.

.

uttarakhandnews1.blogspot.in




Dehradun, November 30
While medical facilities for people suffering from HIV/AIDS have considerably improved in the state, they continue to face economic and social hardships in the absence of specific government social schemes.

As HIV/AIDS increases social and health care costs, for the poor suffering from the virus social security and concessions are necessary to help them tide over their financial condition. “Though free treatment is available at government hospitals our government has not implemented any scheme targeting persons suffering from HIV. Poor HIV/AIDS patients are getting financial aid in Delhi, but the Uttarakhand government seems to be oblivious of the needs of such people,” said the Lawrence of Horizon for Prosperity and Education (HOPE), an NGO.
A total of 1,421 HIV patients were undergoing treatment at the anti-retroviral treatment (ART) centre of Doon Hospital and the ART centre at Haldwani Medical College till August 2012. Most of these patients are under considerable stress and trips to hospitals and ART centres for treatment add to their agony. “In order to provide relief to HIV patients, the Central government had announced the railway pass scheme. As buses are the common mode of transportation in Uttarakhand, we had suggested free bus passes for HIV patients. But there is no unanimity on the method of implementation of the scheme with the Department of Transport,” said Dr PC Kapri, additional project director, Uttarakhand State AIDS Control Society (USACS).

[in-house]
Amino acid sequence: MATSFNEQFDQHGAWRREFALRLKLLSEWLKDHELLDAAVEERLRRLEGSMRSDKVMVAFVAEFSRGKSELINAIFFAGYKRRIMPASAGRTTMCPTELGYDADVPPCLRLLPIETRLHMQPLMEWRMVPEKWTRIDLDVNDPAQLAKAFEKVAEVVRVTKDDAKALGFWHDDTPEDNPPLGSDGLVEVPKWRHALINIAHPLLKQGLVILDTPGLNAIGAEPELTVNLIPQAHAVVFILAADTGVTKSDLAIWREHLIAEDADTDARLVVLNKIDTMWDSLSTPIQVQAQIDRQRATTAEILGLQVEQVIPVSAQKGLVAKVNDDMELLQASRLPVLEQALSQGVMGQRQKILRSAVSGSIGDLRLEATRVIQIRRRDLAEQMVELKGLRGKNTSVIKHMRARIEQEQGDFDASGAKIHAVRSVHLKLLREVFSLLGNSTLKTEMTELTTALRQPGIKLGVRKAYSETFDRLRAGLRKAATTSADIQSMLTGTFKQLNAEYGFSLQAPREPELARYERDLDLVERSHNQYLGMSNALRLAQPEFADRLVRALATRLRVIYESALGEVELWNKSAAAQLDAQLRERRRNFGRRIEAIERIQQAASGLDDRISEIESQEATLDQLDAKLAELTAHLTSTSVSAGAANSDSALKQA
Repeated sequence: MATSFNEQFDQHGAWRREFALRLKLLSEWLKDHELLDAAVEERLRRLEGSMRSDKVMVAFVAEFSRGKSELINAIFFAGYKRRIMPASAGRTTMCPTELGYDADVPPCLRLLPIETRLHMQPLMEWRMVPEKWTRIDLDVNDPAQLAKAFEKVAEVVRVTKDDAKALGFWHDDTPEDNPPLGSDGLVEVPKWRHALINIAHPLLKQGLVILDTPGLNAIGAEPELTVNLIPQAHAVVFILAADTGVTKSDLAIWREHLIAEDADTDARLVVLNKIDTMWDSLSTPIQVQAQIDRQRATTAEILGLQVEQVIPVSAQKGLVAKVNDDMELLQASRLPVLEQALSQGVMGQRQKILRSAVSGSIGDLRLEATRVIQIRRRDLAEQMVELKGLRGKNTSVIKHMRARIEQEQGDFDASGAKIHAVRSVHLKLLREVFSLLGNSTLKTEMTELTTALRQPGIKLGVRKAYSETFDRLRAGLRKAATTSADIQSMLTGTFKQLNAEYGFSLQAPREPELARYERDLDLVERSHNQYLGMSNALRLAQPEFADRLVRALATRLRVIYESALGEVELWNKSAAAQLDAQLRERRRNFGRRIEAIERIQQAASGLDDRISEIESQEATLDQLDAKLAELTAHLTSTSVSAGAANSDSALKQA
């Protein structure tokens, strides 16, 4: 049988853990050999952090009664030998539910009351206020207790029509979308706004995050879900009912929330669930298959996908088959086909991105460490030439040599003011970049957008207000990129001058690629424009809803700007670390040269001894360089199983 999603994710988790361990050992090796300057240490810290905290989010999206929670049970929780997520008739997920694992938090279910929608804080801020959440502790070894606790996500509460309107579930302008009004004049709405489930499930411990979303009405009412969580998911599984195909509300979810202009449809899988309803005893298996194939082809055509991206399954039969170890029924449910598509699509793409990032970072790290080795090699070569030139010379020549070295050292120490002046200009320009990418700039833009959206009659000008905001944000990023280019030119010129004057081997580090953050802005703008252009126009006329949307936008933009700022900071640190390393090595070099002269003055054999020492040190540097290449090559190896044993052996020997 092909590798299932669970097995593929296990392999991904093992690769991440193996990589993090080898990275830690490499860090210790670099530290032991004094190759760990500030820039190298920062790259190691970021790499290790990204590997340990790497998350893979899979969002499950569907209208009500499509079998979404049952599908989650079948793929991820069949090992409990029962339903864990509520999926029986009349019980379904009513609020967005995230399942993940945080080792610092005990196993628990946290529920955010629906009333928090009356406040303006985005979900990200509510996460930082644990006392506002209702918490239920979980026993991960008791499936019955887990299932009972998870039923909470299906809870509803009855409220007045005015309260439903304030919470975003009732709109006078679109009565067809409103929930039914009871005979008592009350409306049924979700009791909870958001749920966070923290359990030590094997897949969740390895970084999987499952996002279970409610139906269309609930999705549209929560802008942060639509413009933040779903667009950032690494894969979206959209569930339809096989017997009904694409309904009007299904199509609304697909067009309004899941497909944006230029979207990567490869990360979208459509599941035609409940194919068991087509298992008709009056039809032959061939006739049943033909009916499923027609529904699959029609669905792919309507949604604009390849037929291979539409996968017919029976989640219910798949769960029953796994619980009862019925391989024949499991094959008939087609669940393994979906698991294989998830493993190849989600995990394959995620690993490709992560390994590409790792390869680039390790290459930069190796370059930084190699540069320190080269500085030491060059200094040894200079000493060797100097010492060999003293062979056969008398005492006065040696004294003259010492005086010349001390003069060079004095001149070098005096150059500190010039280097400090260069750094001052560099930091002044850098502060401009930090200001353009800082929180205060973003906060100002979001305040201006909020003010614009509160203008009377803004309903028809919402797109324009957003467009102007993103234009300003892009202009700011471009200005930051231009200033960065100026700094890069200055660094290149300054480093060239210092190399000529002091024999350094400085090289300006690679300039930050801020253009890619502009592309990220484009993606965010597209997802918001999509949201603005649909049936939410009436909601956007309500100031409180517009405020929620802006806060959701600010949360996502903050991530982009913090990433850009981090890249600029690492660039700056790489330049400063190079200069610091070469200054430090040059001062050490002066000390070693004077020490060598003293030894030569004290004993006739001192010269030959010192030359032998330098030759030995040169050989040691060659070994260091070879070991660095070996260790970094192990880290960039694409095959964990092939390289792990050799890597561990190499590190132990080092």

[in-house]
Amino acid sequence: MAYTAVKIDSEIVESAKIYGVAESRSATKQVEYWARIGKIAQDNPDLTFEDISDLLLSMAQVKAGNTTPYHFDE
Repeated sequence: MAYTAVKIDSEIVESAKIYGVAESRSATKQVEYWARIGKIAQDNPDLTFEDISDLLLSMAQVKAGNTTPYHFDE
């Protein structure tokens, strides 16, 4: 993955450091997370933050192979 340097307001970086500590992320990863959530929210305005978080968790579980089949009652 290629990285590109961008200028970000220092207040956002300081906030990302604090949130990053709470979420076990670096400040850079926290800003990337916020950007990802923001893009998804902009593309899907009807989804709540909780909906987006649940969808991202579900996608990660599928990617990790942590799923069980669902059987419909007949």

Though the number of children with HIV and the population of orphans, whose parents have died of AIDS and who are being looked after by elderly people, is growing in the state, neither the Department of Women and Child Development nor the Department of Social Welfare have tried to reach out to these persons through any schemes. “A total of 109 children (below 15 years) are undergoing treatment at the ART centre at Doon Hospital. We are doing all we could to provide for their medical treatment but in the absence of any nutritional supplement, which many cannot afford, the effect of treatment is slow,” added Dr KS Negi, Senior Medical Officer, ART centre.
For the last two years the paediatric HIV treatment protocol has been in place at the ART centre at Doon Hospital for children below 15 years. Earlier the children were administered the adult formulation, which often led to under or over dosage due to human error, causing resistance to the drug. 

Tribune News Service


See More

 
Top